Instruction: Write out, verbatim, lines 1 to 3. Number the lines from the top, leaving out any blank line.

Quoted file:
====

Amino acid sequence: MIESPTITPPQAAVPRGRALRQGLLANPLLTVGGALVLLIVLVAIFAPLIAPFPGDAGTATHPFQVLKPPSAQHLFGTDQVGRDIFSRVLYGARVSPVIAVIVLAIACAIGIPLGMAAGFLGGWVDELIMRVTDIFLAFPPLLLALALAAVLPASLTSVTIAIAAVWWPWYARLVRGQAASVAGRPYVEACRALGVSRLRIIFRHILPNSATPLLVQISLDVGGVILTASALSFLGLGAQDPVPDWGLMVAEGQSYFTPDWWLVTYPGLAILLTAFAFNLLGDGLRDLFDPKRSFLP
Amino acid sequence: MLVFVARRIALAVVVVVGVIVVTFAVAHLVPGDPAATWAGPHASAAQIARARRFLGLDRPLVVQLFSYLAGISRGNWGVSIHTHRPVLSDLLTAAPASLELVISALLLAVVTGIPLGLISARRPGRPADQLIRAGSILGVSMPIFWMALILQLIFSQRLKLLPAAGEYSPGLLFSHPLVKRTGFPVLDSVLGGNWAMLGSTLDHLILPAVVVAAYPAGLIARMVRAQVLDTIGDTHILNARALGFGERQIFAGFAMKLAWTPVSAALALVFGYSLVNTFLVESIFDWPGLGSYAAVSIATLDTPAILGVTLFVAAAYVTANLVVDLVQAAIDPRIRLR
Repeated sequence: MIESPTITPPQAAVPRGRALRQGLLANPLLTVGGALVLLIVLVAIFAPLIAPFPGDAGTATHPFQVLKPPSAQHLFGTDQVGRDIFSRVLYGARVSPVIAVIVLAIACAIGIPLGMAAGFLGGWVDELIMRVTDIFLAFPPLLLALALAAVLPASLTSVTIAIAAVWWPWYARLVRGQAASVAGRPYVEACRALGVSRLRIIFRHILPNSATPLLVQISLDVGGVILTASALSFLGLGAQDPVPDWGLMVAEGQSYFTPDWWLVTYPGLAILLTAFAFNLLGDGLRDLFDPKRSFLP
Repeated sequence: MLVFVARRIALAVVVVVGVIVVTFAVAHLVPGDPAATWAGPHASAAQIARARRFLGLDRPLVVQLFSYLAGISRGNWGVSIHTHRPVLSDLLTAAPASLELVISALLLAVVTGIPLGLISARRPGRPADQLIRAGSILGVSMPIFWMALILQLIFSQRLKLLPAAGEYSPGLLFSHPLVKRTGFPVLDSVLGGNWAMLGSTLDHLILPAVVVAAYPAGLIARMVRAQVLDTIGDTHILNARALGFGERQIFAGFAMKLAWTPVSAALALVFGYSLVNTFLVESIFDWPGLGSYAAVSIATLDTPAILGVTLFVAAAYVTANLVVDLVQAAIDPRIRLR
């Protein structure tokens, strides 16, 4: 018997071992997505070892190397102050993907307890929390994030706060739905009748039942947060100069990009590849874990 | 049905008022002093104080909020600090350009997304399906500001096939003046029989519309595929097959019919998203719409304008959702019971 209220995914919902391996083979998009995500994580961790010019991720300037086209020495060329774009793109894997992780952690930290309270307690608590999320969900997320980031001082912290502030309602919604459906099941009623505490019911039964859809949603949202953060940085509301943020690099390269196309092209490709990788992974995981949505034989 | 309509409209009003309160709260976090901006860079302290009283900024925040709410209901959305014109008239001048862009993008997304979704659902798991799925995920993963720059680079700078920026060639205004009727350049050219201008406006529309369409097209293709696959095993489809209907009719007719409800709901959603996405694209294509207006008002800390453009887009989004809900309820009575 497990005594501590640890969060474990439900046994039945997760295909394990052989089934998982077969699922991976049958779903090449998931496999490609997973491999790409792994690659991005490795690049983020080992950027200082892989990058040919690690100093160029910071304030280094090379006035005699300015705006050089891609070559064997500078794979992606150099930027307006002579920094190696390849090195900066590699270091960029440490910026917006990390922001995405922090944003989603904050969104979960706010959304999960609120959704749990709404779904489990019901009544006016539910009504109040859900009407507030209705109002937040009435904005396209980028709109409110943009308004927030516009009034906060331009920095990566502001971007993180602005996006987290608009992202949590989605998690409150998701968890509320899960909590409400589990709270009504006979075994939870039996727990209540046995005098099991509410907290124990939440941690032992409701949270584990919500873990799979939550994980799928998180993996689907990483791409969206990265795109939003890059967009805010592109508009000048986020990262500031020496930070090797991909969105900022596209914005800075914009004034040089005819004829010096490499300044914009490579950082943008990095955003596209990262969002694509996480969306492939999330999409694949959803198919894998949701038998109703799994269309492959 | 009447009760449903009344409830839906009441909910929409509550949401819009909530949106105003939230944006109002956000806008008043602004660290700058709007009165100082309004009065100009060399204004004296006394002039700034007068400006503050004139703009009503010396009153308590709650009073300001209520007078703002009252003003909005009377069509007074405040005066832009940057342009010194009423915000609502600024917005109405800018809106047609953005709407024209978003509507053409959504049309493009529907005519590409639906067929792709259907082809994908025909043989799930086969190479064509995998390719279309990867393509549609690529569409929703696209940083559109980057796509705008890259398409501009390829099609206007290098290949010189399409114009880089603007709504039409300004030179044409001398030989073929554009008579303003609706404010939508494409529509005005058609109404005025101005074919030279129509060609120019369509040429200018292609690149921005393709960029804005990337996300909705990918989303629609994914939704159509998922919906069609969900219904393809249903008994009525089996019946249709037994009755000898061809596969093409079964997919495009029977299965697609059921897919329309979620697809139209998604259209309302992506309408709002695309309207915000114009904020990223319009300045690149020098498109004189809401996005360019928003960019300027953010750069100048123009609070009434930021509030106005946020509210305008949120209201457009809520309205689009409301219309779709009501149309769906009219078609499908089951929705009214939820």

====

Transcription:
Amino acid sequence: MIESPTITPPQAAVPRGRALRQGLLANPLLTVGGALVLLIVLVAIFAPLIAPFPGDAGTATHPFQVLKPPSAQHLFGTDQVGRDIFSRVLYGARVSPVIAVIVLAIACAIGIPLGMAAGFLGGWVDELIMRVTDIFLAFPPLLLALALAAVLPASLTSVTIAIAAVWWPWYARLVRGQAASVAGRPYVEACRALGVSRLRIIFRHILPNSATPLLVQISLDVGGVILTASALSFLGLGAQDPVPDWGLMVAEGQSYFTPDWWLVTYPGLAILLTAFAFNLLGDGLRDLFDPKRSFLP
Amino acid sequence: MLVFVARRIALAVVVVVGVIVVTFAVAHLVPGDPAATWAGPHASAAQIARARRFLGLDRPLVVQLFSYLAGISRGNWGVSIHTHRPVLSDLLTAAPASLELVISALLLAVVTGIPLGLISARRPGRPADQLIRAGSILGVSMPIFWMALILQLIFSQRLKLLPAAGEYSPGLLFSHPLVKRTGFPVLDSVLGGNWAMLGSTLDHLILPAVVVAAYPAGLIARMVRAQVLDTIGDTHILNARALGFGERQIFAGFAMKLAWTPVSAALALVFGYSLVNTFLVESIFDWPGLGSYAAVSIATLDTPAILGVTLFVAAAYVTANLVVDLVQAAIDPRIRLR
Repeated sequence: MIESPTITPPQAAVPRGRALRQGLLANPLLTVGGALVLLIVLVAIFAPLIAPFPGDAGTATHPFQVLKPPSAQHLFGTDQVGRDIFSRVLYGARVSPVIAVIVLAIACAIGIPLGMAAGFLGGWVDELIMRVTDIFLAFPPLLLALALAAVLPASLTSVTIAIAAVWWPWYARLVRGQAASVAGRPYVEACRALGVSRLRIIFRHILPNSATPLLVQISLDVGGVILTASALSFLGLGAQDPVPDWGLMVAEGQSYFTPDWWLVTYPGLAILLTAFAFNLLGDGLRDLFDPKRSFLP